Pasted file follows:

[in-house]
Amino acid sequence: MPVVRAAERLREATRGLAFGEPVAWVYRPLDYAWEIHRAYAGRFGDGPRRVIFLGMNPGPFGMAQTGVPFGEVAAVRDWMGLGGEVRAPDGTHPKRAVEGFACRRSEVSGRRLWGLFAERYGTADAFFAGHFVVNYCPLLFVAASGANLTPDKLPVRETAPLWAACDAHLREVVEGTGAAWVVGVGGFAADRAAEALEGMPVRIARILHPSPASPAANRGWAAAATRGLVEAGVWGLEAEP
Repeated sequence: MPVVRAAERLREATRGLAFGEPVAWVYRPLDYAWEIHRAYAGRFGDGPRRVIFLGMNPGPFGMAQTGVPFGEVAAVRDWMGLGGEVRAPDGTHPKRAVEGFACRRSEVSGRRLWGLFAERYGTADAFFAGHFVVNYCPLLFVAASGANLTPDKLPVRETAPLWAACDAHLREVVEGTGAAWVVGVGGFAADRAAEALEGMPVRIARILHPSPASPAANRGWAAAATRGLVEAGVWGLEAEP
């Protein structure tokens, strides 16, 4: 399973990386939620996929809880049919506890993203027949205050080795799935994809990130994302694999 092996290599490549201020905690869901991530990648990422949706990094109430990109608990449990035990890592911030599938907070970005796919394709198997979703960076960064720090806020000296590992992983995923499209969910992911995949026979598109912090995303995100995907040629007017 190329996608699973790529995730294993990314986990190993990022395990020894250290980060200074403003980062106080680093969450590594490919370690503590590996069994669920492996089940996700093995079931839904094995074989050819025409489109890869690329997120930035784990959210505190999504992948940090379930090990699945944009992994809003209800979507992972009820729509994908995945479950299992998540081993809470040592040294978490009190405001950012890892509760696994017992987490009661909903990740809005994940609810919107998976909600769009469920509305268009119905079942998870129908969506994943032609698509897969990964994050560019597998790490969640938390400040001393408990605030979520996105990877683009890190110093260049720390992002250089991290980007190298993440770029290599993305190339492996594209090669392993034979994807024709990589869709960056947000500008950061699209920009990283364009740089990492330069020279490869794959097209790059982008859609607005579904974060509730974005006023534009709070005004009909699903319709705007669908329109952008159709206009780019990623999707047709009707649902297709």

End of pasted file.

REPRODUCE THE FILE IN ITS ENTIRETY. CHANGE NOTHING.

[in-house]
Amino acid sequence: MPVVRAAERLREATRGLAFGEPVAWVYRPLDYAWEIHRAYAGRFGDGPRRVIFLGMNPGPFGMAQTGVPFGEVAAVRDWMGLGGEVRAPDGTHPKRAVEGFACRRSEVSGRRLWGLFAERYGTADAFFAGHFVVNYCPLLFVAASGANLTPDKLPVRETAPLWAACDAHLREVVEGTGAAWVVGVGGFAADRAAEALEGMPVRIARILHPSPASPAANRGWAAAATRGLVEAGVWGLEAEP
Repeated sequence: MPVVRAAERLREATRGLAFGEPVAWVYRPLDYAWEIHRAYAGRFGDGPRRVIFLGMNPGPFGMAQTGVPFGEVAAVRDWMGLGGEVRAPDGTHPKRAVEGFACRRSEVSGRRLWGLFAERYGTADAFFAGHFVVNYCPLLFVAASGANLTPDKLPVRETAPLWAACDAHLREVVEGTGAAWVVGVGGFAADRAAEALEGMPVRIARILHPSPASPAANRGWAAAATRGLVEAGVWGLEAEP
């Protein structure tokens, strides 16, 4: 399973990386939620996929809880049919506890993203027949205050080795799935994809990130994302694999 092996290599490549201020905690869901991530990648990422949706990094109430990109608990449990035990890592911030599938907070970005796919394709198997979703960076960064720090806020000296590992992983995923499209969910992911995949026979598109912090995303995100995907040629007017 190329996608699973790529995730294993990314986990190993990022395990020894250290980060200074403003980062106080680093969450590594490919370690503590590996069994669920492996089940996700093995079931839904094995074989050819025409489109890869690329997120930035784990959210505190999504992948940090379930090990699945944009992994809003209800979507992972009820729509994908995945479950299992998540081993809470040592040294978490009190405001950012890892509760696994017992987490009661909903990740809005994940609810919107998976909600769009469920509305268009119905079942998870129908969506994943032609698509897969990964994050560019597998790490969640938390400040001393408990605030979520996105990877683009890190110093260049720390992002250089991290980007190298993440770029290599993305190339492996594209090669392993034979994807024709990589869709960056947000500008950061699209920009990283364009740089990492330069020279490869794959097209790059982008859609607005579904974060509730974005006023534009709070005004009909699903319709705007669908329109952008159709206009780019990623999707047709009707649902297709």